Sand Island - O'ahu, Hawaii

09-20 December 2016

The 2016 Maritime RobotX Challenge will be hosted at Sand Island on O'ahu, Hawaii. Team Australis2 and Topcat are proud to once again represent Flinders University and South Australia.


Similar to the 2014 Maritime RobotX challenge, this year the competition focusses on high level collaborative autonomy and increased task complexity. Teams must design their vessels to work with a changing course structure in a semi sheltered environment near public boating highways.

This year there are twelve teams competing from five different countries on the Pacific Rim. The competition is sure to be challenging once again but we are excited and better prepared this year. Maybe we might even get some time to relax!

Key Tasks

With the focus on high level autonomy one of the major challenges this year is mission planning. During qualifying teams will be able to attempt tasks individually and gain points for qualifying. However, on the finals course there will be interconnections betweeen tasks and points will be awarded accordingly. This is a significantly more complex challenge because the vessel must autonomously make decisions about what tasks to execute in what order to maximise task points and minimise run time.

Individual tasks

A summary of some individual tasks is shown below, if you would like to read about them in detail then please follow this link to the RobotX webpage.

Identifying Tiki Totems

This year the obscatcle navigation task includes some extras. Several Hawaiian 'Tiki Totems' (represented by coloured beacons) will be strewn throughout the obstacles. The vessel must identify them and circle them in a given direction.

Analysing Loko Kuapa Damage

This year an underwater survey will be included. This task requires teams to detect a break in a traditional Hawaiian Loko Kuapa (shallow rock pool) wall. This task not only relates to traditional Hawaiian culture but is also relevant to tasks such as underwater pipe surveying.

Detect and Deliver

Detect and deliver is another new challenge which requires teams to detect a target then shoot racquet balls into it. While this challenge is a bit more fun, it also have real world applications such as autonomous firefighting where a vessel would have to detect, target and spray the fire.

Our Progress

If you are interested in our progress and want to keep up to date during the competition like us on Facebook.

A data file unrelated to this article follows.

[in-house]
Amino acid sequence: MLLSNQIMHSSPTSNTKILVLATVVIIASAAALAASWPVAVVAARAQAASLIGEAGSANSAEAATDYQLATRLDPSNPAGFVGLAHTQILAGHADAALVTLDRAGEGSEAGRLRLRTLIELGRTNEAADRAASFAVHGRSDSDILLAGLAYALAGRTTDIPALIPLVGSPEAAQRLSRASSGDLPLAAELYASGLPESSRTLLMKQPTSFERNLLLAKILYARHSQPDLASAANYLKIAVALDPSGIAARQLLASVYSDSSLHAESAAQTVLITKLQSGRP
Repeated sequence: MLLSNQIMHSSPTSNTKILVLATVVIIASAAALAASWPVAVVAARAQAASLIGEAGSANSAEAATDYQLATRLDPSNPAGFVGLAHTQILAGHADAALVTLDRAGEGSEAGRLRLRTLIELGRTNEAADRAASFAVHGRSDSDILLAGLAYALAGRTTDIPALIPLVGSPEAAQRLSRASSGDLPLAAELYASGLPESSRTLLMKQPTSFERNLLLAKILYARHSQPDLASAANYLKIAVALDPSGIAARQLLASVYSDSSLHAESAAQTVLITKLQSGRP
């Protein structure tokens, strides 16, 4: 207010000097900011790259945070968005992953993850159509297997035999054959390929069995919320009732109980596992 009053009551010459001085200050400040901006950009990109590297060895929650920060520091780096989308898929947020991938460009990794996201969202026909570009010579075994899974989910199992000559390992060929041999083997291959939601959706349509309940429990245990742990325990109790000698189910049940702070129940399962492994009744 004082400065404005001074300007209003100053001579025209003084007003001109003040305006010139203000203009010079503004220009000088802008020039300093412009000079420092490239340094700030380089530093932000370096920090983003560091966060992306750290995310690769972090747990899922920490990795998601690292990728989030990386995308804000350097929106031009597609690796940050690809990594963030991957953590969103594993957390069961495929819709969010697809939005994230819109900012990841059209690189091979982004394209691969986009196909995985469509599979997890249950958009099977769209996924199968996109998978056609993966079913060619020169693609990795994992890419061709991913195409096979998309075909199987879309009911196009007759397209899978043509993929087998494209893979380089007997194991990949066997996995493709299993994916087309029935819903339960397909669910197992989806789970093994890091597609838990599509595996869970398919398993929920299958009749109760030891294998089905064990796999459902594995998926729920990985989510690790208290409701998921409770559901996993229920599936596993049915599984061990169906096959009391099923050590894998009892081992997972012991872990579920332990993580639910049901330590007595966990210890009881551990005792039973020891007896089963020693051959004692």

January - March 2016: continued on water testing

At the start of 2016 the original Topcat vessel undertook significant on water testing. These tests focussed on preparing the vessel for research tasks for the Flinders University School of the Environment. After a months testing we were able to get a suitably accurate control system that followed desired transects. This was a big step for us as at this point the vessel was automatic. With a given set of desired transects the vessel could repeatably follow them within a half meter accuracy distribution.

February -July 2016: major systems upgrade

Due to the requirements for the 2016 RobotX challenge as well as the ongoing research projects for Topcat it was necessary to upgrade our system. We introduced a Velodyne LiDAR, steering actuators and a new CPU while redesigning and rebuilding the mounting systems to lower the centre of gravity in preparation for ocean trials. We also redesigned the electronics, including a custom PCBb, to facilitate the new system architecture.

This process took far longer than initially planned due to manufacturing delays but we were finally able to mount and integrate everything at the end of July.

September-November 2016: new systems testing

After upgrading our systems we were nearly back to square one, nothing had been tested on water. We first took the vehicle into our test tank and ensured that all safety systems and low level motor control was functioning correctly. Then, once we were satisfied it was back out to West Lakes to gather as much data with the new system as possible.

It was great to get the vessel back on the water and we are glad we had time to test and integrate the entire vessel prior to the competition. Especially because we found that our new system had some unusual problems which took time to solve.

November 2016: data gathering and simulation

After we finally got all our systems together and tested we were able to build the mock competition course items that we had planned to do earlier in the year. We constructed a dock out of upside down children's swimming pools, a few test 'Tiki Totems' with spare PVC tube, some fake obstacles out of exercise balls and a test ball target using some spare pine and some barrels from Scouts SA. We spent a couple of days gathering data and can now use it for tuning our object recognition a tracking algorithms while the vessel gets shipped.

As well as using the data gathered from the tests we have developed a full course simulator in Gazebo. This has helped a lot with the intitial testing and will allow us to test the software on a sample finals course which we could not physically build.

November 20, 2016: all shipped out!

We are currently in the process of packing all our hardware and performing last tests prior ot shipping the vessel. It has been a long road but we are happy to see everything come together and get packed into the container ready for assembly in Hawaii!

Although the vessel will be packed away and ready to leave we continue developing and testing software using our simulation course. This gives us an opportunity to improve the reliability of our systems and not lose testing time while Topcat travels to Hawaii.